Alright, so we have the set up for this lesson - you have been presented with an object and no written information or theories from intellectuals, aside from the idea that it is labelled as part of an incognitum. There are a few things that we, as historians, can do at this point. Firstly, we can stick with this theory that it is from something unknown, that is all we will ever know and place the large odd-looking rock on a shelf and forget about it for decades or even centuries. Not a very good historical attitude, but it has happened with various artifacts as people didn’t realise how important the artifact was at the time. Secondly, we can create our own theory for the object. This is helpful for most historians as it allows for debates with other professionals who may also have theories of their own and to give historians a starting point to research from, to prove or disprove their theory. Thirdly, we can continue to reach out to other individuals and ask for their opinion to allow them to research the object for us. I would say that for the current age, most historians would follow the second option and continue to research an interesting object to understand it. So, now, I want you to write down what you think this object could be and what it could be from. We shall see how right you are at the end of the lesson. Written it? Wonderful, let’s continue with some more information for the case study.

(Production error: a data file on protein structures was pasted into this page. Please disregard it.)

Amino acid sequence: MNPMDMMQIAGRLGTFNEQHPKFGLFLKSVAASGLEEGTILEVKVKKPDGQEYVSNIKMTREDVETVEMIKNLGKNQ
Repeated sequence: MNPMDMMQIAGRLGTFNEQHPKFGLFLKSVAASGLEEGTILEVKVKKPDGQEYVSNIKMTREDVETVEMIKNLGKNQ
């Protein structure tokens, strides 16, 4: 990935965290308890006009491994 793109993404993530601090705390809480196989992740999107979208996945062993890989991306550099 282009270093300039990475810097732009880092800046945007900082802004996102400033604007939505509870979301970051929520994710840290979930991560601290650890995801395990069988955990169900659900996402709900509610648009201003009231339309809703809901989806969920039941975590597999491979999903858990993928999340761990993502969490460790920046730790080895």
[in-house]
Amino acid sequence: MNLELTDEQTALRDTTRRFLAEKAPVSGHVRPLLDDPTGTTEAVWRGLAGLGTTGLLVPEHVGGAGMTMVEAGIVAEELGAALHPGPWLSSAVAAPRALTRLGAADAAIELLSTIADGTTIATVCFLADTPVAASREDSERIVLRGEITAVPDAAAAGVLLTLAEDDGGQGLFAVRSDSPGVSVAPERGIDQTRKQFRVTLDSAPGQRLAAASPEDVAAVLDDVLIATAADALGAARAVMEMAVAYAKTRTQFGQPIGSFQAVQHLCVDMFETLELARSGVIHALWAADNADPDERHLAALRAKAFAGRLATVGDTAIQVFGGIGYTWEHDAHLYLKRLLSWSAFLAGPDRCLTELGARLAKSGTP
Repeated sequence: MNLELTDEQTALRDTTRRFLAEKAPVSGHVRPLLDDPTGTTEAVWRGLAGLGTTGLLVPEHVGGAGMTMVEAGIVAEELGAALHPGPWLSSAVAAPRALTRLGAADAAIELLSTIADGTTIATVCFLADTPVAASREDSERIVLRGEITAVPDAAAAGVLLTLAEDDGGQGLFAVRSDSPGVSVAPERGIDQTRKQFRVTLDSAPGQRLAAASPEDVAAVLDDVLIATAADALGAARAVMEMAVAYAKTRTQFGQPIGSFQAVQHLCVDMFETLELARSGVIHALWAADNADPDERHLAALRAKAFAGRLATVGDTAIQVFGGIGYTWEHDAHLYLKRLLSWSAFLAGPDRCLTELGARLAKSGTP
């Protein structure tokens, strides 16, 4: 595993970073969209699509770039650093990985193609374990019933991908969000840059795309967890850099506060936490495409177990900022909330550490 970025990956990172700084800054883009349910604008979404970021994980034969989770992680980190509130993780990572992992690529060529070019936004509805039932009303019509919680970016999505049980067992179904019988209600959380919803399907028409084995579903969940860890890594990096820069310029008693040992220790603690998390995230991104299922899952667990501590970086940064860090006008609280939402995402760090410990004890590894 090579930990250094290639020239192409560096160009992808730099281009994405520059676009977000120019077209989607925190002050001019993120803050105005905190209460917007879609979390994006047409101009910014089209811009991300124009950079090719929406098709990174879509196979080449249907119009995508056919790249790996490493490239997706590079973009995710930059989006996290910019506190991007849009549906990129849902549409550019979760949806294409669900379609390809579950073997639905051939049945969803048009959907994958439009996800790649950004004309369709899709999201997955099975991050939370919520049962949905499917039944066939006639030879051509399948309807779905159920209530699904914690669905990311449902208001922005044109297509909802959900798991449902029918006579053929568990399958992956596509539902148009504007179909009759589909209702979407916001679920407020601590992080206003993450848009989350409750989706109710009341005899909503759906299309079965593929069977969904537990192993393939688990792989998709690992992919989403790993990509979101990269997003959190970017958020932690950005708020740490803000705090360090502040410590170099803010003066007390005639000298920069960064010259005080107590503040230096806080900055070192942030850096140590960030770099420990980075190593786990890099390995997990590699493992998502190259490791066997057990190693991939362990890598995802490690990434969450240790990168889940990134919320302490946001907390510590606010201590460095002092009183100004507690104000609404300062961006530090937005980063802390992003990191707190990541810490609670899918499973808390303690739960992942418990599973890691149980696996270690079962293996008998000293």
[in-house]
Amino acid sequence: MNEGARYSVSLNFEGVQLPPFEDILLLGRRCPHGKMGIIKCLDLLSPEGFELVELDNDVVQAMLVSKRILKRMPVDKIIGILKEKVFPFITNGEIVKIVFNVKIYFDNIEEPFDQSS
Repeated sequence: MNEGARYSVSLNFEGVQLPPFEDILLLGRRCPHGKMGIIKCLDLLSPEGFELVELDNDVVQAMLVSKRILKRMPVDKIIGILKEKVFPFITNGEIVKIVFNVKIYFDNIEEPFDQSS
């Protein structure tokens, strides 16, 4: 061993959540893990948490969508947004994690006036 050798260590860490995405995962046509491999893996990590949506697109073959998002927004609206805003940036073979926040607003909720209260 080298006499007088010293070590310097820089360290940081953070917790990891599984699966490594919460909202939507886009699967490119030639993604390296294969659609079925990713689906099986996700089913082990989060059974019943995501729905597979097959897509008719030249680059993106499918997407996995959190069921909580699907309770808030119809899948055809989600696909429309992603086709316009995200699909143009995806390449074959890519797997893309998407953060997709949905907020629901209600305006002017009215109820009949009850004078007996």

“After this object is named, shown and talked about at intellectual society events, interested individuals within America and Europe begin theorising and investigating this object and excavating for more. Many clergymen become interested in this object, identifying it as what they believe to be proof of giants that roamed the Earth that are described within the Old Testament, who were extinguished during the ‘Great Deluge’ (a massive flood) that covered the planet in water, creating the seas that we see today, and creating the planet ready for us as God’s most important creation to roam the Earth. These giants, as theorised by Cotton Mathers, a Puritan clergyman (hard-lined Protestants that didn’t believe in Christmas, celebrations, sports, drinking or gambling), were believed to be 70ft (21.3m) tall giants based on further evidence of a 17ft (5m) long thigh bone found in the same area as the giant’s tooth. This general theory is popular among many intellectual societies- that the Great Deluge and its extinction caused the possible extinction of other species - and is discussed within popular culture, by the American Revolutionary Puritan poet and minister Edward Taylor, praising the giant’s tooth as one of the New World’s greatest wonders. Taylor also recognised that these giant’s could be the same giants discussed within the Native American mythology of the New England tribes. Although many clergyman previously had correlated these giants to the Devil from Christianity, due to racial discrimination towards Native Americans by colonists in this period, Taylor presents that they may be the same giants, although Mathers wholeheartedly disagrees.”